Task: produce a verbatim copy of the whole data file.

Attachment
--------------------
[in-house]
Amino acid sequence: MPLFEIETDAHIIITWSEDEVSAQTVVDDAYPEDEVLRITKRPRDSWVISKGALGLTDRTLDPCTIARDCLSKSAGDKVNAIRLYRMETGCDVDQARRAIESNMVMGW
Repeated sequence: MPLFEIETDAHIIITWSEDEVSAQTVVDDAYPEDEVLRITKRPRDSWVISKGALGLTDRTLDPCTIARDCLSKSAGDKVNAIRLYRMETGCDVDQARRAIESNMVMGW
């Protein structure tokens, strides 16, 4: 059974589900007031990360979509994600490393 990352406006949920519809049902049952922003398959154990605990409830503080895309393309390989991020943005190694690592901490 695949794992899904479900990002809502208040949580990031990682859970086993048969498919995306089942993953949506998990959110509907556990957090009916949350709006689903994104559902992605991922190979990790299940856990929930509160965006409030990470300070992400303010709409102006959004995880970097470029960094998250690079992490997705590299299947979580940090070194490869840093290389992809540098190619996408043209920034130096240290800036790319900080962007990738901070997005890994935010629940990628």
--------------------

[in-house]
Amino acid sequence: MPLFEIETDAHIIITWSEDEVSAQTVVDDAYPEDEVLRITKRPRDSWVISKGALGLTDRTLDPCTIARDCLSKSAGDKVNAIRLYRMETGCDVDQARRAIESNMVMGW
Repeated sequence: MPLFEIETDAHIIITWSEDEVSAQTVVDDAYPEDEVLRITKRPRDSWVISKGALGLTDRTLDPCTIARDCLSKSAGDKVNAIRLYRMETGCDVDQARRAIESNMVMGW
């Protein structure tokens, strides 16, 4: 059974589900007031990360979509994600490393 990352406006949920519809049902049952922003398959154990605990409830503080895309393309390989991020943005190694690592901490 695949794992899904479900990002809502208040949580990031990682859970086993048969498919995306089942993953949506998990959110509907556990957090009916949350709006689903994104559902992605991922190979990790299940856990929930509160965006409030990470300070992400303010709409102006959004995880970097470029960094998250690079992490997705590299299947979580940090070194490869840093290389992809540098190619996408043209920034130096240290800036790319900080962007990738901070997005890994935010629940990628």